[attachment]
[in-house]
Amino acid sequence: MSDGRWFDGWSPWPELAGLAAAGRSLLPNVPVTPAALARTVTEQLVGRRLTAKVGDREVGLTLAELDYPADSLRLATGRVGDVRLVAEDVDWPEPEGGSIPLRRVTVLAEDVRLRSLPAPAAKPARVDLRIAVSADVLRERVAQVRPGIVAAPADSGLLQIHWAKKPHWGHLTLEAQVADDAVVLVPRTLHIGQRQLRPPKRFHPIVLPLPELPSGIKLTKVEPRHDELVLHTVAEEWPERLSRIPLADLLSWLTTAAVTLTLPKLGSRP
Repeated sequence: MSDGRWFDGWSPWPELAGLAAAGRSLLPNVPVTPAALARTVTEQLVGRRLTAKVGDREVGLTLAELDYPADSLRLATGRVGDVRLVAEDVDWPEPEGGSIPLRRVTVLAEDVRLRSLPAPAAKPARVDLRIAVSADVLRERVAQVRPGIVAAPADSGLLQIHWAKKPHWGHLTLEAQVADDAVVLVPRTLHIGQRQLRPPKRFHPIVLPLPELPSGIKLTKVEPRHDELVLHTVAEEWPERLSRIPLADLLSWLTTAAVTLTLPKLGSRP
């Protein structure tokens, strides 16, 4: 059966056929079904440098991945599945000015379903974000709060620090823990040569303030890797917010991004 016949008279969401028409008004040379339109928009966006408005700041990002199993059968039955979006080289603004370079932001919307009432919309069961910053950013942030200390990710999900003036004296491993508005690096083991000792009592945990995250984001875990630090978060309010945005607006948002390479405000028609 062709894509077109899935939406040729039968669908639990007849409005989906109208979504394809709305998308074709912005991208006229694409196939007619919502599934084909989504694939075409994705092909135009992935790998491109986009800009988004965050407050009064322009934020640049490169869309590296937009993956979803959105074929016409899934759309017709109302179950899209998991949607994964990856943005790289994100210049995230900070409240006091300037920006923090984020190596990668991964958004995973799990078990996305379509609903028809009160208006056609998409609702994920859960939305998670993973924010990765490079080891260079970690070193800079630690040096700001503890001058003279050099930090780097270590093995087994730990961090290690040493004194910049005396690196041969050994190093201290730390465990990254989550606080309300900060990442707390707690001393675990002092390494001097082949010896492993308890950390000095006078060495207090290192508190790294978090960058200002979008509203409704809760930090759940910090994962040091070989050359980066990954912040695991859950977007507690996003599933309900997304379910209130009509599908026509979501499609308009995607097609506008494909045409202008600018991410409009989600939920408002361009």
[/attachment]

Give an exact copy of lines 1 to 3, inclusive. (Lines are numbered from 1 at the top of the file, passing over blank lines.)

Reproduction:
[in-house]
Amino acid sequence: MSDGRWFDGWSPWPELAGLAAAGRSLLPNVPVTPAALARTVTEQLVGRRLTAKVGDREVGLTLAELDYPADSLRLATGRVGDVRLVAEDVDWPEPEGGSIPLRRVTVLAEDVRLRSLPAPAAKPARVDLRIAVSADVLRERVAQVRPGIVAAPADSGLLQIHWAKKPHWGHLTLEAQVADDAVVLVPRTLHIGQRQLRPPKRFHPIVLPLPELPSGIKLTKVEPRHDELVLHTVAEEWPERLSRIPLADLLSWLTTAAVTLTLPKLGSRP
Repeated sequence: MSDGRWFDGWSPWPELAGLAAAGRSLLPNVPVTPAALARTVTEQLVGRRLTAKVGDREVGLTLAELDYPADSLRLATGRVGDVRLVAEDVDWPEPEGGSIPLRRVTVLAEDVRLRSLPAPAAKPARVDLRIAVSADVLRERVAQVRPGIVAAPADSGLLQIHWAKKPHWGHLTLEAQVADDAVVLVPRTLHIGQRQLRPPKRFHPIVLPLPELPSGIKLTKVEPRHDELVLHTVAEEWPERLSRIPLADLLSWLTTAAVTLTLPKLGSRP